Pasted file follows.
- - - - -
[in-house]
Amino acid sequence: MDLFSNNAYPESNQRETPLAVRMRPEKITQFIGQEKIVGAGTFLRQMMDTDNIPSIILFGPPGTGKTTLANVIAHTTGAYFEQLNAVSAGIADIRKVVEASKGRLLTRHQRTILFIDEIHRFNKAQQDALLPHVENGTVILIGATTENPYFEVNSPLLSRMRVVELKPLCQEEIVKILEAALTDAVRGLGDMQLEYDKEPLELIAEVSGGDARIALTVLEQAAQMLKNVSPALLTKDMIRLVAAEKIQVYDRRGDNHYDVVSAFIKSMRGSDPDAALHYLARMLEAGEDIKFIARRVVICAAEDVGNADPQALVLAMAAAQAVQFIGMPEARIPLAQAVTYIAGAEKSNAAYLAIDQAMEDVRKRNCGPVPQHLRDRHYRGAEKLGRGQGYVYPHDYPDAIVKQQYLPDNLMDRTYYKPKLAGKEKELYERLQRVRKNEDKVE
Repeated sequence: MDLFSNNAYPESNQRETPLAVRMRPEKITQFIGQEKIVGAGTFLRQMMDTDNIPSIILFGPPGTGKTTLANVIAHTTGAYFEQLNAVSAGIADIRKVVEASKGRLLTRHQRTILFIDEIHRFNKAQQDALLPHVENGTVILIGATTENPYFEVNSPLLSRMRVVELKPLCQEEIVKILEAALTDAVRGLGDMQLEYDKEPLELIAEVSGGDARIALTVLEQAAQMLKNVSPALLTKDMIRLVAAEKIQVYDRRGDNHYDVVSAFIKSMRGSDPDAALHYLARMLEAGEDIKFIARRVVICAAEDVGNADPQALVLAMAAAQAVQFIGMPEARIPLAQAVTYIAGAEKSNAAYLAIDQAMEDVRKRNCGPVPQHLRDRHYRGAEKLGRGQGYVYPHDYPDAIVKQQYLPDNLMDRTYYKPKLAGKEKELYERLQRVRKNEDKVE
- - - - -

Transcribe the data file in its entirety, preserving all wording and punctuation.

[in-house]
Amino acid sequence: MDLFSNNAYPESNQRETPLAVRMRPEKITQFIGQEKIVGAGTFLRQMMDTDNIPSIILFGPPGTGKTTLANVIAHTTGAYFEQLNAVSAGIADIRKVVEASKGRLLTRHQRTILFIDEIHRFNKAQQDALLPHVENGTVILIGATTENPYFEVNSPLLSRMRVVELKPLCQEEIVKILEAALTDAVRGLGDMQLEYDKEPLELIAEVSGGDARIALTVLEQAAQMLKNVSPALLTKDMIRLVAAEKIQVYDRRGDNHYDVVSAFIKSMRGSDPDAALHYLARMLEAGEDIKFIARRVVICAAEDVGNADPQALVLAMAAAQAVQFIGMPEARIPLAQAVTYIAGAEKSNAAYLAIDQAMEDVRKRNCGPVPQHLRDRHYRGAEKLGRGQGYVYPHDYPDAIVKQQYLPDNLMDRTYYKPKLAGKEKELYERLQRVRKNEDKVE
Repeated sequence: MDLFSNNAYPESNQRETPLAVRMRPEKITQFIGQEKIVGAGTFLRQMMDTDNIPSIILFGPPGTGKTTLANVIAHTTGAYFEQLNAVSAGIADIRKVVEASKGRLLTRHQRTILFIDEIHRFNKAQQDALLPHVENGTVILIGATTENPYFEVNSPLLSRMRVVELKPLCQEEIVKILEAALTDAVRGLGDMQLEYDKEPLELIAEVSGGDARIALTVLEQAAQMLKNVSPALLTKDMIRLVAAEKIQVYDRRGDNHYDVVSAFIKSMRGSDPDAALHYLARMLEAGEDIKFIARRVVICAAEDVGNADPQALVLAMAAAQAVQFIGMPEARIPLAQAVTYIAGAEKSNAAYLAIDQAMEDVRKRNCGPVPQHLRDRHYRGAEKLGRGQGYVYPHDYPDAIVKQQYLPDNLMDRTYYKPKLAGKEKELYERLQRVRKNEDKVE